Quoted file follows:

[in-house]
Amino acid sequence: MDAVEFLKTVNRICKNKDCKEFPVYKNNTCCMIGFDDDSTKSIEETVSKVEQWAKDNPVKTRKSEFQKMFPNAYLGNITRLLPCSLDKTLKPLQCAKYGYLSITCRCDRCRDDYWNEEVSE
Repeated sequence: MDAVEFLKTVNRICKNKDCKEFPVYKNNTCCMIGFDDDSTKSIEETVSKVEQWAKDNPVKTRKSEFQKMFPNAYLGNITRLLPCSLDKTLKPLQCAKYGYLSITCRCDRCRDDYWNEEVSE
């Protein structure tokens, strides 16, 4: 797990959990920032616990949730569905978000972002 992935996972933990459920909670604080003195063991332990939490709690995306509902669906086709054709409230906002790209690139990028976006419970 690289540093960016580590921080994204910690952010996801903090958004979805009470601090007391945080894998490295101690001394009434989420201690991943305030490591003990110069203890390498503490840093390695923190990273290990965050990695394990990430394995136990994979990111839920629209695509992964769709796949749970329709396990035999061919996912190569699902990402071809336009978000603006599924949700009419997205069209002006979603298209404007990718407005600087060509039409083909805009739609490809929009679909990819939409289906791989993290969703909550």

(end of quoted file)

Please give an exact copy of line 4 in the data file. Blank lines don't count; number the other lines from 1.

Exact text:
């Protein structure tokens, strides 16, 4: 797990959990920032616990949730569905978000972002 992935996972933990459920909670604080003195063991332990939490709690995306509902669906086709054709409230906002790209690139990028976006419970 690289540093960016580590921080994204910690952010996801903090958004979805009470601090007391945080894998490295101690001394009434989420201690991943305030490591003990110069203890390498503490840093390695923190990273290990965050990695394990990430394995136990994979990111839920629209695509992964769709796949749970329709396990035999061919996912190569699902990402071809336009978000603006599924949700009419997205069209002006979603298209404007990718407005600087060509039409083909805009739609490809929009679909990819939409289906791989993290969703909550």